As Melissa wrote earlier today, some researchers posit that a wholesale switch from beef to beans could deliver on the US climate commitments with no other changes required. Of course, such a switch feels pretty far off in the land of the hamburger and hotdog, but there's more than just planetary health at stake (steak?):
Care2 reports that the American Medical Association has adopted a resolution calling on hospitals to offer plant-based foods to all patients, and to eliminate processed meats from their menus.
This feels like a significant step in promoting more plant-centric eating. And as someone who has slashed my cholesterol by shifting what I eat—and seen the surprise on my doctor's face at just how well it worked—I can only imagine the impact if hospitals around the country really started taking this seriously. Because the shift would happen in hospitals, too, there's an opportunity to shift mindsets in the medical profession, meaning more medical providers might start prescribing vegetables or other healthy dietary shifts.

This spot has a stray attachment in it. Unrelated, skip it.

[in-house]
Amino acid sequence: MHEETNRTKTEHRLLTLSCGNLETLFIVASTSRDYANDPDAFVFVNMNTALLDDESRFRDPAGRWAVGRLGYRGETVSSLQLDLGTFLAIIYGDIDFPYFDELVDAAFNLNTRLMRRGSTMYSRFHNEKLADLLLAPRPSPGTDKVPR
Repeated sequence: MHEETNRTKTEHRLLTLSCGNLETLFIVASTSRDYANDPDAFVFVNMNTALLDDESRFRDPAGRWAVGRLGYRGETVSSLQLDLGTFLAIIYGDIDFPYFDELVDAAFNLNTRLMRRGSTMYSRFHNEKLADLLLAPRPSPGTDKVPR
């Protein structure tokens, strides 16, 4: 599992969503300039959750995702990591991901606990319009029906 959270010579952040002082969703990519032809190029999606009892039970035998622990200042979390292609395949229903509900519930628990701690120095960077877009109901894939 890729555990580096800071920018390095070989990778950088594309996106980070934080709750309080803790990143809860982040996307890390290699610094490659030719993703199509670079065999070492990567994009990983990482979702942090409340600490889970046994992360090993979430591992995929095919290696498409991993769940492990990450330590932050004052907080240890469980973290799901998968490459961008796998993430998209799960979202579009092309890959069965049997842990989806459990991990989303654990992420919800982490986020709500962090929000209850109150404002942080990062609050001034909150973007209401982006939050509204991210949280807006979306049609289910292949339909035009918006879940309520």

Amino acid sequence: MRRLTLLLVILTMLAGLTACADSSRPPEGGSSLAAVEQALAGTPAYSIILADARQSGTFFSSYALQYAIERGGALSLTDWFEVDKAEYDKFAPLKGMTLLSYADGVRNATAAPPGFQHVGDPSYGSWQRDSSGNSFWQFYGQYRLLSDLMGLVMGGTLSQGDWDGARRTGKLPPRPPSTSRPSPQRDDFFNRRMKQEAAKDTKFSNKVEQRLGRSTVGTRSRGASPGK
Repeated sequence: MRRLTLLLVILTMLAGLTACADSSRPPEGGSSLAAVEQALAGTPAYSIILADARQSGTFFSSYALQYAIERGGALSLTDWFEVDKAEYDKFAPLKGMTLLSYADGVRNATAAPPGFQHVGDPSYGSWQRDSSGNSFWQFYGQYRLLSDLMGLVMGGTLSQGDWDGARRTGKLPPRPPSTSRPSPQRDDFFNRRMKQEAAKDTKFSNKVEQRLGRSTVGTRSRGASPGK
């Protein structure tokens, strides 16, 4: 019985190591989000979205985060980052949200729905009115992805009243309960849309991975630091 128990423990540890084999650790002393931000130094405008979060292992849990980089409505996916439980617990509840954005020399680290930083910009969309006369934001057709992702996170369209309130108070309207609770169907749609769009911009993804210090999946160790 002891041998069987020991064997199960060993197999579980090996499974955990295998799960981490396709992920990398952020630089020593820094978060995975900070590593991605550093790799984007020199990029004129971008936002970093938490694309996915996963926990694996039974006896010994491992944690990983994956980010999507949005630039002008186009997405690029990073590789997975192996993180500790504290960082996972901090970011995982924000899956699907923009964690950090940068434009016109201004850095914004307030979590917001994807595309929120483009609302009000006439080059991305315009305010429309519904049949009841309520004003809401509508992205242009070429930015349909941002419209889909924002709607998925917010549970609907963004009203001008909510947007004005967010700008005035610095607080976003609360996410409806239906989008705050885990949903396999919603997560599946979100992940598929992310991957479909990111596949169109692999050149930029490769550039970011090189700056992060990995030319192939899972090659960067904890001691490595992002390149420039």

Of course, culture and human nature being what it is, I doubt we're going to see an instantaneous shift to organic, raw food veganism at our hospitals. The backlash alone might set the movement back 50 years. But offering alternatives, promoting the benefits, and eliminating the most harmful processed meats would move things forward a long, long way. There are also opportunities to promote a "reducetarian" approach, with dishes like half-beef/half-mushroom burgers wooing the veggie-skeptic.
Remember when hospitals used to permit smoking? We might one day look back on what they served as food and find it equally absurd and outdated.